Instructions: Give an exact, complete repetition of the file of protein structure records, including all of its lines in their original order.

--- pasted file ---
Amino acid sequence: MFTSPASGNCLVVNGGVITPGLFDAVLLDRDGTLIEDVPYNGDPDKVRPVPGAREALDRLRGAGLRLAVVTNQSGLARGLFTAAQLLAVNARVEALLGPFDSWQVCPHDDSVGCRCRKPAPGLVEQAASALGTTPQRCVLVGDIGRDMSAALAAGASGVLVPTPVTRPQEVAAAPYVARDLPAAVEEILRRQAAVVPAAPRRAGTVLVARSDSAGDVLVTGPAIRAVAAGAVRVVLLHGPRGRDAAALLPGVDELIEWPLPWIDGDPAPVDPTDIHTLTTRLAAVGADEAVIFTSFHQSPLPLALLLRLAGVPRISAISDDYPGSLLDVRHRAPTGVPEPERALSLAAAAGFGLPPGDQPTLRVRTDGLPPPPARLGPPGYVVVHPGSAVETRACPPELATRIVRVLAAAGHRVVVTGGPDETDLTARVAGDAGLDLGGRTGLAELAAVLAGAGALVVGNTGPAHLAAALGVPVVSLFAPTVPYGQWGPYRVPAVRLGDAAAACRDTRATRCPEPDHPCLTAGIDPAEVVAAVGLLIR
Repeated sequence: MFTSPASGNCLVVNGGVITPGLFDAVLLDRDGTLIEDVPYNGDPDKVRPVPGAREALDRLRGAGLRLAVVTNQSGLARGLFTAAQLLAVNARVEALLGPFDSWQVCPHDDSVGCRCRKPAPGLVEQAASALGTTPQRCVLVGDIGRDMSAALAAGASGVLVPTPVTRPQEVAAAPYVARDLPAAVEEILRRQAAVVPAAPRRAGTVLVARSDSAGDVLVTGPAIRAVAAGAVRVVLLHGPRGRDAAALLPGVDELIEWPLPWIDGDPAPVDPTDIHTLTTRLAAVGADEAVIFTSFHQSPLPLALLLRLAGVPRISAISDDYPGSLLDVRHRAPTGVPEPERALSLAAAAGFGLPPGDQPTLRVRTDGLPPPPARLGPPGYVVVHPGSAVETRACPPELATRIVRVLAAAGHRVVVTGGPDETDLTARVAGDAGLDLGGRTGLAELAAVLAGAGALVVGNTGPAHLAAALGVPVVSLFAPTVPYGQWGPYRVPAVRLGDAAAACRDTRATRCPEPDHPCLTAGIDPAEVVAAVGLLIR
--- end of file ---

Amino acid sequence: MFTSPASGNCLVVNGGVITPGLFDAVLLDRDGTLIEDVPYNGDPDKVRPVPGAREALDRLRGAGLRLAVVTNQSGLARGLFTAAQLLAVNARVEALLGPFDSWQVCPHDDSVGCRCRKPAPGLVEQAASALGTTPQRCVLVGDIGRDMSAALAAGASGVLVPTPVTRPQEVAAAPYVARDLPAAVEEILRRQAAVVPAAPRRAGTVLVARSDSAGDVLVTGPAIRAVAAGAVRVVLLHGPRGRDAAALLPGVDELIEWPLPWIDGDPAPVDPTDIHTLTTRLAAVGADEAVIFTSFHQSPLPLALLLRLAGVPRISAISDDYPGSLLDVRHRAPTGVPEPERALSLAAAAGFGLPPGDQPTLRVRTDGLPPPPARLGPPGYVVVHPGSAVETRACPPELATRIVRVLAAAGHRVVVTGGPDETDLTARVAGDAGLDLGGRTGLAELAAVLAGAGALVVGNTGPAHLAAALGVPVVSLFAPTVPYGQWGPYRVPAVRLGDAAAACRDTRATRCPEPDHPCLTAGIDPAEVVAAVGLLIR
Repeated sequence: MFTSPASGNCLVVNGGVITPGLFDAVLLDRDGTLIEDVPYNGDPDKVRPVPGAREALDRLRGAGLRLAVVTNQSGLARGLFTAAQLLAVNARVEALLGPFDSWQVCPHDDSVGCRCRKPAPGLVEQAASALGTTPQRCVLVGDIGRDMSAALAAGASGVLVPTPVTRPQEVAAAPYVARDLPAAVEEILRRQAAVVPAAPRRAGTVLVARSDSAGDVLVTGPAIRAVAAGAVRVVLLHGPRGRDAAALLPGVDELIEWPLPWIDGDPAPVDPTDIHTLTTRLAAVGADEAVIFTSFHQSPLPLALLLRLAGVPRISAISDDYPGSLLDVRHRAPTGVPEPERALSLAAAAGFGLPPGDQPTLRVRTDGLPPPPARLGPPGYVVVHPGSAVETRACPPELATRIVRVLAAAGHRVVVTGGPDETDLTARVAGDAGLDLGGRTGLAELAAVLAGAGALVVGNTGPAHLAAALGVPVVSLFAPTVPYGQWGPYRVPAVRLGDAAAACRDTRATRCPEPDHPCLTAGIDPAEVVAAVGLLIR